The Kelly Criterion: Introduction

This is the first post in a four-part series exploring the Kelly criterion:

The Kelly criterion is a formula used to determine the optimal size of a series of bets in order to maximize wealth. It is often described as optimizing the logarithm of wealth, and will do better than any other strategy in the long run.

Let's look at a simple gamble: when you play, you win with probability pp and lose with probability q=1pq = 1-p. If you win, you get back your initial bet plus a fraction rr of that bet. If you lose, your bet is forfeited. The Kelly formula calculating the optimal fraction of your available wealth to bet is:

lopt=prqr=pr(1p)r=p1prl_{opt} = \frac{pr - q}{r} = \frac{pr - (1-p)}{r} = p - \frac{1-p}{r}

Here is a small demo to explore the formula:

Kelly calculation demo


Probability of winning: 80 %
Profit on win, as percentage of placed bet: 40 %
Optimal fraction of wealth bet in this game: 30 %

The main takeaways are:

  • In each game you invest a fraction ll of the total amount of money you have. If you play the game from the demo (p=0.8,r=0.4p=0.8, r=0.4) and you have $100 available, you should invest $30 (since l=0.3l=0.3). If you win, you will have $112 (100+30×0.4100 + 30 \times 0.4) and invest $33.60 (112×0.3112 \times 0.3) in the second round. If you lost the first round you'd have $70, and invest $21 in the second round. If you can not reinvest your earnings, Kelly does not apply.
  • This formula holds when a large number of games are played. If you play only few rounds of a game this may not apply.
  • When it applies, the Kelly strategy will generate the most wealth out of your initial starting capital.

Derivation of the Kelly criterion

We will take a short dive into mathematics to understand how Kelly came up with this formula. Let's compute the wealth V1V_1 after the first round of gaming, when starting from an initial wealth V0V_0:

V1=V0(1+WlrW+(1W)lrL)V_{1} = V_{0} (1 + Wlr_W + (1-W)lr_L)

Here, ll is the fraction of money bet, rWr_W is the profit on win, rLr_L is the fraction of the bet forfeited on loss (in the above scenario, rL=1r_L=-1). WW is a random variable that's 11 with probability pp and 00 with 1p1-p. So with probability pp we'll have W=1W=1, giving V1,win=V0(1+lrW)V_{1,win} = V_0 (1+lr_W), with probability 1p1-p we'll get V1,loss=V0(1+lrL)V_{1,loss} = V_0 (1+lr_L).

We can reformulate the expression in a way that will show an important generalization:

V1=V0(1+lrW)W(1+lrL)(1W)V_1 = V_0 (1+lr_W)^W(1+lr_L)^{(1-W)}

The two expressions look very different, but they are equivalent since WW can only take on the values 00 and 11. If W=1W=1 the second term will vanish since x0=1x^0 = 1, and we will get the same result for V1,winV_{1,win}. The same consideration holds for V1,lossV_{1,loss}.

If we repeat this game nn times, we arrive at

Vn=V0(1+lrW)Wn(1+lrL)(nWn)V_n = V_0 (1+lr_W)^{W_n}(1+lr_L)^{(n-W_n)}

with WnW_n being the number of wins in those nn games. Essentially, each won round adds a factor (1+lrW)(1+lr_W) to the expression, each lost round (1+lrL)(1+lr_L).

Now comes a crucial step: how many wins do we expect after playing many games? Asked mathematically, what value will WnW_n have for large nn? Because of the law of large numbers we expect W=pnW = pn. So for p=0.8p=0.8 and n=10000n=10000 we would expect to win 8000 out of the 10000 games.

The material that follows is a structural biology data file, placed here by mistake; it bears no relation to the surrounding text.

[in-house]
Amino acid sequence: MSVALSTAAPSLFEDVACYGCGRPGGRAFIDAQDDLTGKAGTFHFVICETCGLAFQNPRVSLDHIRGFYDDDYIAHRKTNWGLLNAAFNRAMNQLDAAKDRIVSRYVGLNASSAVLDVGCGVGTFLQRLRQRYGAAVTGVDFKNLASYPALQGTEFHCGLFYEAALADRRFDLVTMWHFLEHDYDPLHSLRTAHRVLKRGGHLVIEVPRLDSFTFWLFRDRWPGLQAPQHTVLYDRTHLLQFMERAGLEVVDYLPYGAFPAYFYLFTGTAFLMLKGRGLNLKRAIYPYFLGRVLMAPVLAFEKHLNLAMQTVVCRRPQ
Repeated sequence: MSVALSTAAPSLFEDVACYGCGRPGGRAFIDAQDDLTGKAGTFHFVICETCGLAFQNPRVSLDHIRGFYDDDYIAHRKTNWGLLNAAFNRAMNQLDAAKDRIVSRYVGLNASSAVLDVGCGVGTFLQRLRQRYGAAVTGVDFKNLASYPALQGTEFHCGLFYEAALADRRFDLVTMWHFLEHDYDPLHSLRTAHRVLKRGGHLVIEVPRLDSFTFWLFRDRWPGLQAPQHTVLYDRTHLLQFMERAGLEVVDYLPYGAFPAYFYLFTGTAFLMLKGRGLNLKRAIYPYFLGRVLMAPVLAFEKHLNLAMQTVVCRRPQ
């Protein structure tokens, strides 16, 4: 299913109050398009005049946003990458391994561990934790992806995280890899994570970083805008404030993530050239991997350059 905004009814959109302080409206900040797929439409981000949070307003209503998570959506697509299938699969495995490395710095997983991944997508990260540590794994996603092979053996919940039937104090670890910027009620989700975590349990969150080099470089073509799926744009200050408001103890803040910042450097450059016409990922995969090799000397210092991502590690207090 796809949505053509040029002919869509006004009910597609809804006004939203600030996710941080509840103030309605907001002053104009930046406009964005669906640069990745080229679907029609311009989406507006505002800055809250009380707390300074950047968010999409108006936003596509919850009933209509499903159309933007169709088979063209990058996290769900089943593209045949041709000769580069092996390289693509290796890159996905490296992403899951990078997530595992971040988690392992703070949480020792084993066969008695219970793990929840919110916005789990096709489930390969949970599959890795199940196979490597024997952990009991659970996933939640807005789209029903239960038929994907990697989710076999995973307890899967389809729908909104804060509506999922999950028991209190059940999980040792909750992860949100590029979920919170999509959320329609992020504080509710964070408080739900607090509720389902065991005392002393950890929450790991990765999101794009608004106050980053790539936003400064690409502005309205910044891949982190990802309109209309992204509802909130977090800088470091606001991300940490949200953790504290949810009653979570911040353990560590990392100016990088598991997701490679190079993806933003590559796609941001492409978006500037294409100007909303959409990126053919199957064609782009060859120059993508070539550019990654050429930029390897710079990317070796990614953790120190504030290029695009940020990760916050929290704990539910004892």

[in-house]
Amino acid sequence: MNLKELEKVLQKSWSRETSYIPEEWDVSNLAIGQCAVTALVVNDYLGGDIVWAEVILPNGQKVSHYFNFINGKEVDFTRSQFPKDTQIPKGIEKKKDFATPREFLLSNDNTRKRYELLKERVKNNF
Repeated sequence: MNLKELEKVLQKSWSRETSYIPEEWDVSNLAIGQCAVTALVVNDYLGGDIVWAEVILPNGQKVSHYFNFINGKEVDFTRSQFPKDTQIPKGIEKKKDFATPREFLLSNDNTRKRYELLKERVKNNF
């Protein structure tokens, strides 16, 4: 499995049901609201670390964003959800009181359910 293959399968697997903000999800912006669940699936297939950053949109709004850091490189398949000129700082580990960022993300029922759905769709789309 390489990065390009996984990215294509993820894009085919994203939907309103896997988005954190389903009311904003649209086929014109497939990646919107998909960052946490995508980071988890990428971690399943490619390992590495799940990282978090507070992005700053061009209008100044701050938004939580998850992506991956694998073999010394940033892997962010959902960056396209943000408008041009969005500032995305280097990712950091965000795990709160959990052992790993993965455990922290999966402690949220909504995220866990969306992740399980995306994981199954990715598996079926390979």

Let's plug this into our formula:

Vn=V0(1+lrW)pn(1+lrL)(1p)nV_n = V_0 (1+lr_W)^{pn}(1+lr_L)^{(1-p)n}

The law of large numbers allowed us to eliminate the random variables WW, WnW_n and instead obtain an explicit formula in terms of p,n,rW,rLp, n, r_W, r_L. Since we are interested in maximizing our profit, we are looking for loptl_opt — the ll value that maximizes Vn/V0{V_n}/{V_0}.

lopt=argmaxlvnv0=argmaxllogvnv0=argmaxlplog(1+lrW)+(1p)log(1+lrL)\begin{aligned} l_{opt} & = \operatorname*{argmax}_l \frac{v_n}{v_0} \\ & = \operatorname*{argmax}_l \log \frac{v_n}{v_0} \\ & = \operatorname*{argmax}_l p \log(1 + l r_W) + (1-p) \log(1 + l r_L) \end{aligned}

We are free to introduce the logarithm and drop the nn factor because this does not change the value of loptl_{opt}.1 Differentiating the logarithmic expression and solving for ll gives:

lopt=prL1prWl_{opt} = -\frac{p}{r_L} - \frac{1-p}{r_W}

This is identical with the formula given in the introduction after substituting rL=1r_L = -1.

Extension to games with more than two possible outcomes

We can extend the Kelly argument to games that have a greater number of possible outcomes. Such games could be:

  • A game with 6 different rewards selected by roll of a 6-sided die, where rewards may be negative (money lost)
  • An investment in a stock, here we have a continuous range of outcomes.

If we have multiple outcomes rir_i, each happening with probability pip_i, we obtain:

lopt=argmaxlipilog(1+lri)l_{opt} = \operatorname*{argmax}_l \sum_i p_i \log(1 + l r_i)

While this equation is not easily solvable analytically, it is trivial to solve numerically. This allows us to extend the Kelly approach to a new kind of game with some interesting practical applications.

If you're interested in interactive plots that really helped me understand this material, you can find them in this Jupyter Notebook.

The Kelly formalism can be generalized further still, taking into account multiple parallel investment opportunities. We'll look at this in the next post.

1 The logarithm is a strictly monotonically increasing function, so α>βlogα>logβ\alpha \gt \beta \Leftrightarrow \log \alpha \gt \log \beta. Thus it doesn't change the location of any maxima: argmaxf(x)=argmaxlogf(x)\operatorname*{argmax} f(x) = \operatorname*{argmax} \log f(x). See Mark Schmidt's Argmax and Max Calculus paper for more information about properties of argmax\operatorname*{argmax}.